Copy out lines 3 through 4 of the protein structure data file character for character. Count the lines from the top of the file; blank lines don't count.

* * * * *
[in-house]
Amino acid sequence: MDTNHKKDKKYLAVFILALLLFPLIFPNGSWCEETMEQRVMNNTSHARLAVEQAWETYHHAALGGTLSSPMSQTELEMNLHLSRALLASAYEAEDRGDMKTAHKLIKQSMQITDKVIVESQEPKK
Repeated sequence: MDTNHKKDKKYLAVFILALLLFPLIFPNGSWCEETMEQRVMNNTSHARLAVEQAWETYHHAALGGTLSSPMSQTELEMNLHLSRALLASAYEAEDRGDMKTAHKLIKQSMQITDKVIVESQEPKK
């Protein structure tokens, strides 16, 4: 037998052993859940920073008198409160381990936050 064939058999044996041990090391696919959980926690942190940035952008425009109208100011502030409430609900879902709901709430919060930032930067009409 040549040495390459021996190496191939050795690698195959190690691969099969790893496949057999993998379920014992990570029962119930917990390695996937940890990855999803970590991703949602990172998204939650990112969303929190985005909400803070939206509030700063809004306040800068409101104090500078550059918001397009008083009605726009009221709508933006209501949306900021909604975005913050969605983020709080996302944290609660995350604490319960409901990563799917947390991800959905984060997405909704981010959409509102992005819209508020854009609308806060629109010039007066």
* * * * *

Repeated sequence: MDTNHKKDKKYLAVFILALLLFPLIFPNGSWCEETMEQRVMNNTSHARLAVEQAWETYHHAALGGTLSSPMSQTELEMNLHLSRALLASAYEAEDRGDMKTAHKLIKQSMQITDKVIVESQEPKK
């Protein structure tokens, strides 16, 4: 037998052993859940920073008198409160381990936050 064939058999044996041990090391696919959980926690942190940035952008425009109208100011502030409430609900879902709901709430919060930032930067009409 040549040495390459021996190496191939050795690698195959190690691969099969790893496949057999993998379920014992990570029962119930917990390695996937940890990855999803970590991703949602990172998204939650990112969303929190985005909400803070939206509030700063809004306040800068409101104090500078550059918001397009008083009605726009009221709508933006209501949306900021909604975005913050969605983020709080996302944290609660995350604490319960409901990563799917947390991800959905984060997405909704981010959409509102992005819209508020854009609308806060629109010039007066």